One week. Seven days. No doubt Mr. Holmes could name how many hours and minutes, exactly, it had been since the Doctor had turned up – or rather had not turned up – missing.
It had been a vile night, with freezing rain and winds to match; that much Mr. Holmes had reiterated with painful clarity yesterday when the strain of four consecutive sleepless nights and refusal to eat more than a piece of toast had finally broken down the detective's stoicism – much to the Inspector's shock at the sight of the uncharacteristic outburst in the foyer of Scotland Yard.
In that unheard-of (and Lestrade hoped to never see such a look on a man's face again) outburst, the detective had also let slip that he had been the cause of the Doctor's being out in such inclement conditions, due to a caustic, biting remark regarding his work on a case they were investigating.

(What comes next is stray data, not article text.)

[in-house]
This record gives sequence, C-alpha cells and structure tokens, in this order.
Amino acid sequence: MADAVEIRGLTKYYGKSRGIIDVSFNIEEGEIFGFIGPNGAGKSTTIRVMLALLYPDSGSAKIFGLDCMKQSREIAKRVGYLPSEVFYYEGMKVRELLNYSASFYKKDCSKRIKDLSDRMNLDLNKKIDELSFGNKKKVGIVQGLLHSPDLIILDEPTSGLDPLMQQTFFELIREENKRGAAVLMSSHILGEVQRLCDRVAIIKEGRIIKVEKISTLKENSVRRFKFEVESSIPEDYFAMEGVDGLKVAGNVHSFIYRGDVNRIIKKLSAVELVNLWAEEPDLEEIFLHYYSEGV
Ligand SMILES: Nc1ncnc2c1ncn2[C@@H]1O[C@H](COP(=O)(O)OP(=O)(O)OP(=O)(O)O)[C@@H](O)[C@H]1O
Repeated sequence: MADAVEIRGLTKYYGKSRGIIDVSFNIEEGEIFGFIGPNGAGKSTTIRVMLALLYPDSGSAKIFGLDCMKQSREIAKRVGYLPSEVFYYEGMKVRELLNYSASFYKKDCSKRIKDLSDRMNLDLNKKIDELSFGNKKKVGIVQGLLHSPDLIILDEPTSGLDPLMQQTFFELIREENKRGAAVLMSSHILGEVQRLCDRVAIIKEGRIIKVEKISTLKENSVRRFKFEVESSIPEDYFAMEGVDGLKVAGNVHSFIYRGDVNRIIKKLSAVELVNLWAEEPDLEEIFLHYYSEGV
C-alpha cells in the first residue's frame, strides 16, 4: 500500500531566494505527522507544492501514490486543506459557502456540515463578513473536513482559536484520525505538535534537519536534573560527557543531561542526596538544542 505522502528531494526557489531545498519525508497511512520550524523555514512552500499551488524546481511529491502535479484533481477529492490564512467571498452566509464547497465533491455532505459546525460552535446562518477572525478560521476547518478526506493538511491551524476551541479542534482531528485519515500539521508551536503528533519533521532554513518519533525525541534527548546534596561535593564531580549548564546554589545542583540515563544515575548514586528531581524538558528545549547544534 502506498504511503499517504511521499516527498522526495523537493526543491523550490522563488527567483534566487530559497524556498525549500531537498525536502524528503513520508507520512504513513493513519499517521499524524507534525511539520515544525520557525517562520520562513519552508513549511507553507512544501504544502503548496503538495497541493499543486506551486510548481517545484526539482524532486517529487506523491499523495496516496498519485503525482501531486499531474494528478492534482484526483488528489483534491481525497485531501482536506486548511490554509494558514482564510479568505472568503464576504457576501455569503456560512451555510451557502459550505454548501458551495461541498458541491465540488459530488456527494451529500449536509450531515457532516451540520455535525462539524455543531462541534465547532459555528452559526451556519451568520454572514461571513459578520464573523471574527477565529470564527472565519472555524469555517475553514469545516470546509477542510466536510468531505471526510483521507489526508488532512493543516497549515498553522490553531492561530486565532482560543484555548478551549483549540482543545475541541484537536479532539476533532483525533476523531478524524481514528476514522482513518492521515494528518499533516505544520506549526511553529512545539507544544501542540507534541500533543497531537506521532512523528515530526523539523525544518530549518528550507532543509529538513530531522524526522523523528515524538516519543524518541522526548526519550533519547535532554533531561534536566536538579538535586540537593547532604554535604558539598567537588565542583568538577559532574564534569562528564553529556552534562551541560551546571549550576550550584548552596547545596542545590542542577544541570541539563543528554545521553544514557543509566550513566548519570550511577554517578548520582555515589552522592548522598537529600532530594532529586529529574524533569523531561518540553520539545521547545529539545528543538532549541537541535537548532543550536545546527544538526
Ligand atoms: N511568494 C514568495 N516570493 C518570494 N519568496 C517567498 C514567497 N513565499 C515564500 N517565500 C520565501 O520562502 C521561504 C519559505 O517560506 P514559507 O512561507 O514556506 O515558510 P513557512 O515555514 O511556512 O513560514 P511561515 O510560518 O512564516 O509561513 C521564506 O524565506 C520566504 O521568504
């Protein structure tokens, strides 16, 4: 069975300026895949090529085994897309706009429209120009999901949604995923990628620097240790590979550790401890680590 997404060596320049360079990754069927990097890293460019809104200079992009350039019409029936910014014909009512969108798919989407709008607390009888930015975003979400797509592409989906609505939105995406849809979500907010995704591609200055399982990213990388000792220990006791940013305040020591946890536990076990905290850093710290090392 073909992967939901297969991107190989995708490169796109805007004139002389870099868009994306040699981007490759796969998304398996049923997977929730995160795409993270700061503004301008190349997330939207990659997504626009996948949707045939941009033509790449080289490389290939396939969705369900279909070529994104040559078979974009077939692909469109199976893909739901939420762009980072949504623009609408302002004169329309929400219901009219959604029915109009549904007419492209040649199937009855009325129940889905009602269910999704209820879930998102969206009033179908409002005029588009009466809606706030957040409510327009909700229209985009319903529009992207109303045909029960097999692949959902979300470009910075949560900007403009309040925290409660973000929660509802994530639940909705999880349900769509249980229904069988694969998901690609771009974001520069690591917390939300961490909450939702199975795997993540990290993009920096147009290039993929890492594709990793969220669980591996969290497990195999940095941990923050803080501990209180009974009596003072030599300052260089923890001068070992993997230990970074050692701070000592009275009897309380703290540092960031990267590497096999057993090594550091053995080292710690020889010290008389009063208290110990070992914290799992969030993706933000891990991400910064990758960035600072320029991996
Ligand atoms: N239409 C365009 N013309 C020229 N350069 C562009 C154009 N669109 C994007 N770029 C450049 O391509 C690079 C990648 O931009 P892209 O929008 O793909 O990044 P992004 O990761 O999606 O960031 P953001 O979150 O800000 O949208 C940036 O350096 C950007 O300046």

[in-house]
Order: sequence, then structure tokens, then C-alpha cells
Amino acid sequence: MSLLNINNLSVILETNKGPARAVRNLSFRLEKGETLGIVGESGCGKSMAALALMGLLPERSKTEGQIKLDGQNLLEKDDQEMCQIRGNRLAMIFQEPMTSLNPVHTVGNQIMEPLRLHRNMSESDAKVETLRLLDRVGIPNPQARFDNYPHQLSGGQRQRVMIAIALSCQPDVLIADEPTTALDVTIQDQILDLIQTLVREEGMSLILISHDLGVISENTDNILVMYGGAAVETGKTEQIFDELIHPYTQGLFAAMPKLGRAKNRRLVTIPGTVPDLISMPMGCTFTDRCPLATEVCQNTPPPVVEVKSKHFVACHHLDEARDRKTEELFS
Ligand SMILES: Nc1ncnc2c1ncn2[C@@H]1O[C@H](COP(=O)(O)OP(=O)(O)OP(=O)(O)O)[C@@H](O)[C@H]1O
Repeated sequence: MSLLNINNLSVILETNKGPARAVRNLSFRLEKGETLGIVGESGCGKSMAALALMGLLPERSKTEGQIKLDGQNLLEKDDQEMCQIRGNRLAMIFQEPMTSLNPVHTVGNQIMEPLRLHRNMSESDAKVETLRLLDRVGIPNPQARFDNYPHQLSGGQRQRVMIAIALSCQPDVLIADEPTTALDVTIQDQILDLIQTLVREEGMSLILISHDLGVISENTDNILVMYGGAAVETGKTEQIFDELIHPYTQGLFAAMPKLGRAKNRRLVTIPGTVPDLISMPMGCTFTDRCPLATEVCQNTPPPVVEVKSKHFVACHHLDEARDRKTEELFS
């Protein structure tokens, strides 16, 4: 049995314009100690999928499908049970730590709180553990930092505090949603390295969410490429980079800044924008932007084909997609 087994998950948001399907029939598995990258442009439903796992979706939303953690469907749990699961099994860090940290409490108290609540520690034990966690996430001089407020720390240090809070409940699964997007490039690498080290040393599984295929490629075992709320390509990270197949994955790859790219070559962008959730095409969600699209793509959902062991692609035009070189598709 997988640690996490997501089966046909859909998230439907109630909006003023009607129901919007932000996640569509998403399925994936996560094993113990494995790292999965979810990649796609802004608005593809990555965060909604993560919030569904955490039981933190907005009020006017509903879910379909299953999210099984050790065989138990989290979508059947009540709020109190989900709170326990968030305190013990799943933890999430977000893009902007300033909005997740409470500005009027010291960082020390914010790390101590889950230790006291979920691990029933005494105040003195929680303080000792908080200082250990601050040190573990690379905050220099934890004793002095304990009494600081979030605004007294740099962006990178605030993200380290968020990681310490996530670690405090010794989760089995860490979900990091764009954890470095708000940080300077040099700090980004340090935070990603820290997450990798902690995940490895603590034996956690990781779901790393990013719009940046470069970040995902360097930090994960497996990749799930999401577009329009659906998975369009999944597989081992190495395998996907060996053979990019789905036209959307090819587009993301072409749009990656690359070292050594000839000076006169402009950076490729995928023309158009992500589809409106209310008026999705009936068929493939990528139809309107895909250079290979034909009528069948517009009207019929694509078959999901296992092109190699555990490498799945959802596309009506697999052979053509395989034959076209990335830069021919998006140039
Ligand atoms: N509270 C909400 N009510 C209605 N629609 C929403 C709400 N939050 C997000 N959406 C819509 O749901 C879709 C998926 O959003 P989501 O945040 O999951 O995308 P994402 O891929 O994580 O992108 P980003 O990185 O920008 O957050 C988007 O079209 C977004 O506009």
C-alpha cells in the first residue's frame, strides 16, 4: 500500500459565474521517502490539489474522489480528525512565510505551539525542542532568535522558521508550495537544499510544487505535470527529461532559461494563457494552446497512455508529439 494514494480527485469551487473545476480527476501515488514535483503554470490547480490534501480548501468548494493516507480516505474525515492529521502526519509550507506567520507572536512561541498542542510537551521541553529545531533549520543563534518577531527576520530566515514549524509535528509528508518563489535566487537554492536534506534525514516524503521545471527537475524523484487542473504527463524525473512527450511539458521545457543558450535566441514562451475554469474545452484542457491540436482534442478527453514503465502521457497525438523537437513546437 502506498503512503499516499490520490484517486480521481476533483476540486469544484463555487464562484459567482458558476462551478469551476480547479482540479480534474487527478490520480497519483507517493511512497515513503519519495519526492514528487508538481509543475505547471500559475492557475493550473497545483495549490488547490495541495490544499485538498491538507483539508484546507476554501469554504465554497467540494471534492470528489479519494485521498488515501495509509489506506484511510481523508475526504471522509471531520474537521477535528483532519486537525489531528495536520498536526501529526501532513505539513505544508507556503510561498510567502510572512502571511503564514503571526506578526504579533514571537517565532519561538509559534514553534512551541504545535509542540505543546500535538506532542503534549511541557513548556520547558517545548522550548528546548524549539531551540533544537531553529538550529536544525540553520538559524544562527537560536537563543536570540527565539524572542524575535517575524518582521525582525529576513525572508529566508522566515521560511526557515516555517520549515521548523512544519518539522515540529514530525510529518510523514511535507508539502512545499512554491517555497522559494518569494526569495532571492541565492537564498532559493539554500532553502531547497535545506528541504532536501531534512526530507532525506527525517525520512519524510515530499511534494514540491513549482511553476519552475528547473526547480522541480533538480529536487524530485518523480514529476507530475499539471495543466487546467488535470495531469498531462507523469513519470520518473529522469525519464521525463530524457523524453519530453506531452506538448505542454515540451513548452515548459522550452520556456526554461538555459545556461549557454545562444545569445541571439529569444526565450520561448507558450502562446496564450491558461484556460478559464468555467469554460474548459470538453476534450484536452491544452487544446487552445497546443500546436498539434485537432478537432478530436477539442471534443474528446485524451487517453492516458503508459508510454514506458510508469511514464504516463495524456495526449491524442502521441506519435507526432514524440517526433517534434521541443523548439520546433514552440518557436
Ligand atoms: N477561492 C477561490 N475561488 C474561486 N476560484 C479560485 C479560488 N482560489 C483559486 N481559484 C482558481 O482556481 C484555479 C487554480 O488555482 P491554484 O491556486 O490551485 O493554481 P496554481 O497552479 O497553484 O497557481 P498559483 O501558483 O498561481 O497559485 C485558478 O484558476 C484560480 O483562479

Mr. Holmes already looked more ghost than man, Lestrade mused as the amateur paced the visitor's room of Watson's club in a relentless shadow, waiting for the doorman to talk to them about the night in question again.
They had better find the Doctor soon, the Inspector reflected uneasily; for it appeared that it was not one man's life, but two men's lives, that now hung in the balance.